Expiring Opportunity to Make Large Gifts: Time is running out on the ability to give away US$5.12 million (US$10.24 million for married couples) without paying Federal gift tax. The extension of the "Bush Tax Cuts" that President Obama signed into law in December of 2010 contained a provision that increased the estate, gift and generation-skipping transfer ("GST") tax exemptions to US$5 million in 2011 and US$5.12 million in 2012. These exemptions are currently scheduled to expire at the end of this year. Unless Congress acts to change the law, the gift and estate tax exemptions will go down to US$1 million and the GST tax exemption will go down to US$1.34 million on January 1, 2013. The maximum gift, estate and GST tax rate is scheduled to increase from 35 to 55 percent on that date. In short, there is a high degree of risk that large gifts (more than US$1 million or US$2 million for a married couple) will cost significantly more if made after December 31, 2012.* One should therefore consider "locking-in" the current exemptions with a gift this year.

When considering whether to take advantage of the current exemptions, one should remember that a properly structured transfer can protect from estate and gift tax not only the transferred property, but also all income and appreciation on the property after the gift is made. Taxes can be reduced even further through the creative use of trusts that permit assets to pass through multiple generations without further transfer taxation. Trusts can also protect the assets from claims of a beneficiary's creditors and provide other benefits.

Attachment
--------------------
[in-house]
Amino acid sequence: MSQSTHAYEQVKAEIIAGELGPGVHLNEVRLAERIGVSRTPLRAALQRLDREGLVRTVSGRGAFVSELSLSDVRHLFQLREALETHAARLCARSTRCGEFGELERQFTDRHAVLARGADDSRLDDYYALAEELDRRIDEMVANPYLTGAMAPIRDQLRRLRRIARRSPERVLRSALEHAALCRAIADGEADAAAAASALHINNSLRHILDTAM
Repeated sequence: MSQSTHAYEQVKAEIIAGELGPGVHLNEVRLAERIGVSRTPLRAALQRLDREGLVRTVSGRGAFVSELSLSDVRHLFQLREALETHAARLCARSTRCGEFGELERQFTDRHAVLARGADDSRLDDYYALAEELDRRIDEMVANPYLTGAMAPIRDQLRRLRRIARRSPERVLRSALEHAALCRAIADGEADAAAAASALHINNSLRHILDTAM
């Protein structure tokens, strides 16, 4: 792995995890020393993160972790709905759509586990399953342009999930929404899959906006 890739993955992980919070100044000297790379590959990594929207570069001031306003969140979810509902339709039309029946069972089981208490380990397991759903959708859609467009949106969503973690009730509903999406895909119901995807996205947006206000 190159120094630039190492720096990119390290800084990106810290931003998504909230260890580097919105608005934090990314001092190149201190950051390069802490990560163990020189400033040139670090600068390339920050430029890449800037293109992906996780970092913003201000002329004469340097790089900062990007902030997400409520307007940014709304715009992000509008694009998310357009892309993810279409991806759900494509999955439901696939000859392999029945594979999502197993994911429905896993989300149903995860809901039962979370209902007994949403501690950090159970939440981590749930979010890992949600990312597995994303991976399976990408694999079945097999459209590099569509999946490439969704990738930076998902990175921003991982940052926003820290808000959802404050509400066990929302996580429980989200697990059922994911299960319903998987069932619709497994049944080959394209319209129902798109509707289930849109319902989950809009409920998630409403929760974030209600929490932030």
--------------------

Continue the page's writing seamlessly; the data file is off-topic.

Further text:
If you wish to make use of the current gift tax exemption, particularly if you plan to use a trust structure for the gift, it is imperative that you begin the process immediately. It will take time to draft the appropriate documents and take the steps required to complete the transfer before the year-end deadline.

Caveats

Some states impose a gift tax and have an exemption that is lower than the current Federal exemption. Depending on where you live, a large gift may generate a state gift tax even though it does not create a Federal gift tax (e.g., Connecticut has a state gift tax; New York does not).

When property is transferred by a lifetime gift, the donee receives the donor's income tax basis in the gifted property. On the other hand, property that is transferred at death receives a basis "step up" to the fair market value of the property at that time. This means that low-basis property transferred by gift may generate a higher capital gains tax when sold than if the property had been retained and sold after death. One should therefore carefully assess the overall tax costs and benefits of any gift, particularly if appreciated property is involved.